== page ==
Column: Several fatal flaws mar the feminist movement
Perspectives on Feminism
Walter Block On the Record. The Maroon
It seems that everyone and his uncle (Would it be more politically correct to say "aunt" here, instead? Yes. Tough.) are now feminists. This, alone, would constitute good reason if not to reject this stance outright, then at least to be highly suspicious of it. Most people — how shall I say this delicately — have an IQ akin to comfortable room temperature. If they favor something — anything — it is probably immoral, fallacious and wrong-headed. In the case of feminism, this is true in spades.
Let us start off with a minor annoyance foisted upon us by these harridans: their attack on the English language. It is no longer allowed in polite society to refer to a woman as "Miss" or "Mrs." Now, it would appear, we are all required to utilize the horrid word "Ms." But the first two convey important information: marital status. Why should we jettison knowledge about a woman's status in this regard just to satisfy a bunch of loud-mouthed people? And don't even get me started on "he or she," "she and he," "she" alone, or "s/he." Normal people can no longer read the language without constantly having their noses thrust into this sort of imbecility.
Now for some more serious concerns.
Feminists are typically socialists, communists, liberals or, ugh, "progressives." This is pretty downright despicable since these attacks on economic freedom create the very poverty against which they presume to inveigh. Have we learned nothing from the natural experiments of East and West Germany? North and South Korea? Why do these people want to condemn us to lives of penury?
They learn nothing from our history, which bears eloquent testimony to the fact that socialism simply does not work. Socialism ruins whatever it touches, not only abroad, but domestically too, as in the cases of socialized medicine, the welfare system (which breaks up families) and social "security" (which reduces intergenerational ties). Feminists are invincibly ignorant, too, regarding the economic functioning of minimum wage laws, unionism, rent control, tariffs, taxes, central planning, etc.
Feminists oppose arming women. When confronted with the scourge of rape and molestation, feminists respond by holding "Take Back the Night" marches, whining about how horrid these attacks are. Of course they are! But why not encourage young women to avail themselves of their Second Amendment rights to bear arms? The gun is the great equalizer. Face it: unarmed women are at a disadvantage vis-a-vis rapists, who are usually bigger, stronger and heavier than they are. With a pistol in their pocketbooks (sorry, I can't help my stereotyping; I relish it) they confront their attackers on an equal basis.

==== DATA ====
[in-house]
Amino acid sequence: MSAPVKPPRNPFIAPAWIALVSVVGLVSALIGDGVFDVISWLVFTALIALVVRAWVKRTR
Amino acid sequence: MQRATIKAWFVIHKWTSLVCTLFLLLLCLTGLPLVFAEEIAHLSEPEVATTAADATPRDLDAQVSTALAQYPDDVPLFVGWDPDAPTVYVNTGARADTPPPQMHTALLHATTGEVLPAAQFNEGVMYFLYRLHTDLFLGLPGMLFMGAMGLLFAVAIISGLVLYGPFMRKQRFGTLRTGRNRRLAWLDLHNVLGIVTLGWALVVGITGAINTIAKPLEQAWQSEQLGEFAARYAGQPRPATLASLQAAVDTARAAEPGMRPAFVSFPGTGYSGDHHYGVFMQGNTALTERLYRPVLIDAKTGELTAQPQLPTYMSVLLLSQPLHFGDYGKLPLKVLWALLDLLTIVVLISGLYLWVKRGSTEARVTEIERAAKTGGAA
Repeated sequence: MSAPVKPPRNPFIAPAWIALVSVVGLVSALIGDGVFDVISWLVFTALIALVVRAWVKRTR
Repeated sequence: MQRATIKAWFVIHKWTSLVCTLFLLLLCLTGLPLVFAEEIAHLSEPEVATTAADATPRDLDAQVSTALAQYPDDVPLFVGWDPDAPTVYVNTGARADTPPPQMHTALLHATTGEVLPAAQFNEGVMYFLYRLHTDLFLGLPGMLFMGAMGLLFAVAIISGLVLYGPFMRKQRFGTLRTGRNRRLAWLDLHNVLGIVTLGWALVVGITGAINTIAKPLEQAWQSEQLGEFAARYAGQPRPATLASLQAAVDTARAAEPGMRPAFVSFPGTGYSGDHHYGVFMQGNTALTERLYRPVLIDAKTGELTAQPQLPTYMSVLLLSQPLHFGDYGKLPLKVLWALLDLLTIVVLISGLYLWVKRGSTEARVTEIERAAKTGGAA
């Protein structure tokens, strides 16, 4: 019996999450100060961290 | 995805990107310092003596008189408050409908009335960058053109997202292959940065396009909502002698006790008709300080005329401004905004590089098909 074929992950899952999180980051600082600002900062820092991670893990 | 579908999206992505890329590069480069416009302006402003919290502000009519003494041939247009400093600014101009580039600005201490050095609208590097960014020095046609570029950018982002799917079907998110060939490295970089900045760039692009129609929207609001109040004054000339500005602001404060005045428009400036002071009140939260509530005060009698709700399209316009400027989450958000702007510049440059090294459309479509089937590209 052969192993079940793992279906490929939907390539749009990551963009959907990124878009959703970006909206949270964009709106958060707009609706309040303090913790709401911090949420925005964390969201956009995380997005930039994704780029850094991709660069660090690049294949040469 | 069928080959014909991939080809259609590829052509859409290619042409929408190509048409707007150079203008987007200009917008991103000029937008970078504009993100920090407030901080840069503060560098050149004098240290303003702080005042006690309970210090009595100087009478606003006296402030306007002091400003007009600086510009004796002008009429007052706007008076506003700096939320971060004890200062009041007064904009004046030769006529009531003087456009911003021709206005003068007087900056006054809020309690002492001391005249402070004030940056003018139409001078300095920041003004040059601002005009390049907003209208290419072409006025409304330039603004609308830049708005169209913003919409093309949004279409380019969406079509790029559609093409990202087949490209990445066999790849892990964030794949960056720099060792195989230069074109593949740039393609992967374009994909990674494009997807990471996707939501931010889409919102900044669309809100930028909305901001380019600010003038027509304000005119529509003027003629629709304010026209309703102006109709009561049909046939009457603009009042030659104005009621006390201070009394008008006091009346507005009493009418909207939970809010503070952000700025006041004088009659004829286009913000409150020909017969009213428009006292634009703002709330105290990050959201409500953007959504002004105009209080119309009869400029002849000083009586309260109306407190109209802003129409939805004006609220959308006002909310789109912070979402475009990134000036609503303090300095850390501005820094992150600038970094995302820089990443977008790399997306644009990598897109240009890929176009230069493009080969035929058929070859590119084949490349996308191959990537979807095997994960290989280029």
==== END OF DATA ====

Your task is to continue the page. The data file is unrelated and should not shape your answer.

There is a wealth of empirical evidence, as well as common sense, attesting women known to be well armed are safer. Pistol and rifle target shooting is an Olympic event. Why don't universities have girls' (there I go again) teams in these sports? But wait: there is one benefit to "Take Back the Night" marches, and I do want to be fair: whenever rapists contemplate these events, they keel over in laughter. They are laughing so uproariously that at least during these times they are incapable of raping anyone.
In the view of most feminists, capitalism is to blame for the wage gap of some 25 to 30 percent. They claim that "sexism" is responsible for the fact that men earn more than women on average. Not at all. This is due in large part, instead, to the economic doctrine of alternative costs: whenever you do anything, you do it at the cost of not being able to do something else as well as you otherwise might have been able to do. Women bear a disproportionate share of housework. Stipulating that they are otherwise equally productive to men, this alone would account for a large share of the so-called wage "gap."
Feminists will undoubtedly interpret the foregoing as evidence that I hate women. Nonsense. Some of my best friends are women. I admire many women. I do not at all mean to put down the distaff side; very much the opposite. I wish to rid our better halves of this virus that inflicts them: feminism.
Walter Block is an economics professor. He can be reached at email@example.com
On the Record is a weekly column open to any member of Loyola's faculty and staff. Those interested in contributing can contact firstname.lastname@example.org
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